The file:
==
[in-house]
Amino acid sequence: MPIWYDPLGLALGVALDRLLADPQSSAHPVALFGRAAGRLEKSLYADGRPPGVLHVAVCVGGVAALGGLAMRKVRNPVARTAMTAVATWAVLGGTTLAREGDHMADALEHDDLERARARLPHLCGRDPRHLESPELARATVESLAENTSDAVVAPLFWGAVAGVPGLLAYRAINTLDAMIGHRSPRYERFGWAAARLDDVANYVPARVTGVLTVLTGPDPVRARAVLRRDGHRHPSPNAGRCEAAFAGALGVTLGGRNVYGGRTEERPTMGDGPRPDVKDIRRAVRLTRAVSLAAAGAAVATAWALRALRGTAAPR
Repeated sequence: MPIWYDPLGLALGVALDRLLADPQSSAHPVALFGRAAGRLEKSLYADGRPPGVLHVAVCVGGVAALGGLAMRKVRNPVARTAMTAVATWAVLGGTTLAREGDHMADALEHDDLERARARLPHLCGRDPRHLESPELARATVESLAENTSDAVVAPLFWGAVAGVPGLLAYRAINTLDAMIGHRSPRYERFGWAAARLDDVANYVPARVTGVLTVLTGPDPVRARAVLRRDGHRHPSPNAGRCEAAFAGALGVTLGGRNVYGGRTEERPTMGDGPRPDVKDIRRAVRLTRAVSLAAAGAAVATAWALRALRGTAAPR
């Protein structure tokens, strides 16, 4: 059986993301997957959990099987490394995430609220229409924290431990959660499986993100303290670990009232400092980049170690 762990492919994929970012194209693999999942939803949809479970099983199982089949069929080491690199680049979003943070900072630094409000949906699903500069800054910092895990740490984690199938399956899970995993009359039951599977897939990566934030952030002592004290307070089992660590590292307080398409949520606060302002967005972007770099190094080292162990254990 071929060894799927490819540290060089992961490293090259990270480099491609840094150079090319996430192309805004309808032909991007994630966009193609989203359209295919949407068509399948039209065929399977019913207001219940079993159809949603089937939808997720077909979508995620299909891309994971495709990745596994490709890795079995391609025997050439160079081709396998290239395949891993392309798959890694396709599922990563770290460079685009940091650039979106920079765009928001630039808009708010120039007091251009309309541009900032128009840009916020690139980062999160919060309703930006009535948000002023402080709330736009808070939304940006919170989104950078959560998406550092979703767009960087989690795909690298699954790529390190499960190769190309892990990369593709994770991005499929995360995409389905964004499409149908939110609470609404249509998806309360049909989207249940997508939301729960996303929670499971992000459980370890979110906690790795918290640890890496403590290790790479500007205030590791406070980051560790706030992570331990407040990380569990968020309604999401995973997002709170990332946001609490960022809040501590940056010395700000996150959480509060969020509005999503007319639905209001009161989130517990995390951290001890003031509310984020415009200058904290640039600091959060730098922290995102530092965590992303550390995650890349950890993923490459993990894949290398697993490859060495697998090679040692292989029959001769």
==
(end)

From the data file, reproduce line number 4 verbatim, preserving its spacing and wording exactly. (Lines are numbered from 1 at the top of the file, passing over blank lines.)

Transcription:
């Protein structure tokens, strides 16, 4: 059986993301997957959990099987490394995430609220229409924290431990959660499986993100303290670990009232400092980049170690 762990492919994929970012194209693999999942939803949809479970099983199982089949069929080491690199680049979003943070900072630094409000949906699903500069800054910092895990740490984690199938399956899970995993009359039951599977897939990566934030952030002592004290307070089992660590590292307080398409949520606060302002967005972007770099190094080292162990254990 071929060894799927490819540290060089992961490293090259990270480099491609840094150079090319996430192309805004309808032909991007994630966009193609989203359209295919949407068509399948039209065929399977019913207001219940079993159809949603089937939808997720077909979508995620299909891309994971495709990745596994490709890795079995391609025997050439160079081709396998290239395949891993392309798959890694396709599922990563770290460079685009940091650039979106920079765009928001630039808009708010120039007091251009309309541009900032128009840009916020690139980062999160919060309703930006009535948000002023402080709330736009808070939304940006919170989104950078959560998406550092979703767009960087989690795909690298699954790529390190499960190769190309892990990369593709994770991005499929995360995409389905964004499409149908939110609470609404249509998806309360049909989207249940997508939301729960996303929670499971992000459980370890979110906690790795918290640890890496403590290790790479500007205030590791406070980051560790706030992570331990407040990380569990968020309604999401995973997002709170990332946001609490960022809040501590940056010395700000996150959480509060969020509005999503007319639905209001009161989130517990995390951290001890003031509310984020415009200058904290640039600091959060730098922290995102530092965590992303550390995650890349950890993923490459993990894949290398697993490859060495697998090679040692292989029959001769």